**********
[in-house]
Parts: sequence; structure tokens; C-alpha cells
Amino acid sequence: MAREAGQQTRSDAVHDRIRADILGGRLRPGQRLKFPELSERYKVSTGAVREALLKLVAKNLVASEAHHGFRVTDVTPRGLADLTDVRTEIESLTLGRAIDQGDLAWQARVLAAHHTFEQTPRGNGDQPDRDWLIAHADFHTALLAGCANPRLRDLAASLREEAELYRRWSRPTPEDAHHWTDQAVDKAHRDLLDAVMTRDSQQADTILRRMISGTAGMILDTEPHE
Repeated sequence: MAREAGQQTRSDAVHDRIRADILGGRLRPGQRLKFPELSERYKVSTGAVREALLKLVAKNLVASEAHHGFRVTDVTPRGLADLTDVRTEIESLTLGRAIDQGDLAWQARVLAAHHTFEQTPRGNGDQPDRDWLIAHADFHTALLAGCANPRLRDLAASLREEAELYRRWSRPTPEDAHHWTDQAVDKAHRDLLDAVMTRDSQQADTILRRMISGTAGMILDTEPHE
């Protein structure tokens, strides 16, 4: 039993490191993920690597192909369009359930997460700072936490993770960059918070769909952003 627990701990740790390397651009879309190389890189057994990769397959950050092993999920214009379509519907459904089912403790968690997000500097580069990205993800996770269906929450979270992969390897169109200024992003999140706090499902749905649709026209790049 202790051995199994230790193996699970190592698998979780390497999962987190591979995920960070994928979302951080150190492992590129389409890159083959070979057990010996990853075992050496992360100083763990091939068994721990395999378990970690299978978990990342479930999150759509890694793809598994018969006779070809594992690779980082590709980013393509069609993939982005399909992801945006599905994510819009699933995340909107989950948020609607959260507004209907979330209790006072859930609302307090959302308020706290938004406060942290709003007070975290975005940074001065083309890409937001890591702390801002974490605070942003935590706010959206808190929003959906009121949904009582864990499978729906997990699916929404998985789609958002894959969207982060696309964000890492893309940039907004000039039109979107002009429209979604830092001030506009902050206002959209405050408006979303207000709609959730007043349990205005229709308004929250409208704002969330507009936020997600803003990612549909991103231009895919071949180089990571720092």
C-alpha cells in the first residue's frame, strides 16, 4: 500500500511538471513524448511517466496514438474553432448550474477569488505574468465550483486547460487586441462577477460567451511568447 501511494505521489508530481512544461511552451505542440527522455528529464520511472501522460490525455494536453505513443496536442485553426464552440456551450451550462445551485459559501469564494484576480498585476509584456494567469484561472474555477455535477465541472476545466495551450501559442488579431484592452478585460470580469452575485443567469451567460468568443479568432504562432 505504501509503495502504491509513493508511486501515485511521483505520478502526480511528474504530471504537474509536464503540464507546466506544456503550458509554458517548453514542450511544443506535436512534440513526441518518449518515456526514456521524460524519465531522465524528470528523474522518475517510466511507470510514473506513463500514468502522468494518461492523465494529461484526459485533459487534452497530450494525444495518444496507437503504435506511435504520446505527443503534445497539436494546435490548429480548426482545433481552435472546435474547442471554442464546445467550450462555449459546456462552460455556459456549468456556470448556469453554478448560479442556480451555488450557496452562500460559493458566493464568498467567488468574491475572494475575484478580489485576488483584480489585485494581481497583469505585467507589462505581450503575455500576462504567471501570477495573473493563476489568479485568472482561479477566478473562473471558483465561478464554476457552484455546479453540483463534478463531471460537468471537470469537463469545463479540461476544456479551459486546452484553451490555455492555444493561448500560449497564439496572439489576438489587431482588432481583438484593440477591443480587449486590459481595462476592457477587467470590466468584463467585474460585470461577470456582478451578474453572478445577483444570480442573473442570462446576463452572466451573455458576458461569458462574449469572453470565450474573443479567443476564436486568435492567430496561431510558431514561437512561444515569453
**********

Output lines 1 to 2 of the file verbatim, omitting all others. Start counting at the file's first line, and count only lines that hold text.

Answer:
[in-house]
Parts: sequence; structure tokens; C-alpha cells